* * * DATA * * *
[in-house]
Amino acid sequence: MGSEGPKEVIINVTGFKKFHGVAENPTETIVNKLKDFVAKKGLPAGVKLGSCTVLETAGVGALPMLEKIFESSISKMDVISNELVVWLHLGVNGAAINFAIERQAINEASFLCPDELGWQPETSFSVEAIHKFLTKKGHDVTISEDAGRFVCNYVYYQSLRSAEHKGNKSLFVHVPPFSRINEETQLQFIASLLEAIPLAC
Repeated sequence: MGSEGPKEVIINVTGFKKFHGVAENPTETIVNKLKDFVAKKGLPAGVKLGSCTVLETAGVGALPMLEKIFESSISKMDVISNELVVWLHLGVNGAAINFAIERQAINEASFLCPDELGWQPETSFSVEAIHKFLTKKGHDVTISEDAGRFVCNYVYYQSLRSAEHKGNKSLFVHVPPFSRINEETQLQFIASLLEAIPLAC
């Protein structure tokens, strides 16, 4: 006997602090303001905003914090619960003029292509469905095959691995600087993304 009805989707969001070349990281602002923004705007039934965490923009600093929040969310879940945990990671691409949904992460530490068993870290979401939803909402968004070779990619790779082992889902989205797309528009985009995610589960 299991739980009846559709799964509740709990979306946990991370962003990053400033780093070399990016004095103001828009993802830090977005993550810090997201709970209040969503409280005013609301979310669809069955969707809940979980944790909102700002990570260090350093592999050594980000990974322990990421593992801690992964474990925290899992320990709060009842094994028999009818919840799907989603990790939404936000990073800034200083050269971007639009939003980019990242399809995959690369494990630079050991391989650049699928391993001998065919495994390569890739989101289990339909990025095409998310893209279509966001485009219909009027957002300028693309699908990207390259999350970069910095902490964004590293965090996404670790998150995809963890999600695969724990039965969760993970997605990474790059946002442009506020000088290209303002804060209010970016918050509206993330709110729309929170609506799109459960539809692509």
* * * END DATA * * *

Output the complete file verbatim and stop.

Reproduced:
[in-house]
Amino acid sequence: MGSEGPKEVIINVTGFKKFHGVAENPTETIVNKLKDFVAKKGLPAGVKLGSCTVLETAGVGALPMLEKIFESSISKMDVISNELVVWLHLGVNGAAINFAIERQAINEASFLCPDELGWQPETSFSVEAIHKFLTKKGHDVTISEDAGRFVCNYVYYQSLRSAEHKGNKSLFVHVPPFSRINEETQLQFIASLLEAIPLAC
Repeated sequence: MGSEGPKEVIINVTGFKKFHGVAENPTETIVNKLKDFVAKKGLPAGVKLGSCTVLETAGVGALPMLEKIFESSISKMDVISNELVVWLHLGVNGAAINFAIERQAINEASFLCPDELGWQPETSFSVEAIHKFLTKKGHDVTISEDAGRFVCNYVYYQSLRSAEHKGNKSLFVHVPPFSRINEETQLQFIASLLEAIPLAC
């Protein structure tokens, strides 16, 4: 006997602090303001905003914090619960003029292509469905095959691995600087993304 009805989707969001070349990281602002923004705007039934965490923009600093929040969310879940945990990671691409949904992460530490068993870290979401939803909402968004070779990619790779082992889902989205797309528009985009995610589960 299991739980009846559709799964509740709990979306946990991370962003990053400033780093070399990016004095103001828009993802830090977005993550810090997201709970209040969503409280005013609301979310669809069955969707809940979980944790909102700002990570260090350093592999050594980000990974322990990421593992801690992964474990925290899992320990709060009842094994028999009818919840799907989603990790939404936000990073800034200083050269971007639009939003980019990242399809995959690369494990630079050991391989650049699928391993001998065919495994390569890739989101289990339909990025095409998310893209279509966001485009219909009027957002300028693309699908990207390259999350970069910095902490964004590293965090996404670790998150995809963890999600695969724990039965969760993970997605990474790059946002442009506020000088290209303002804060209010970016918050509206993330709110729309929170609506799109459960539809692509």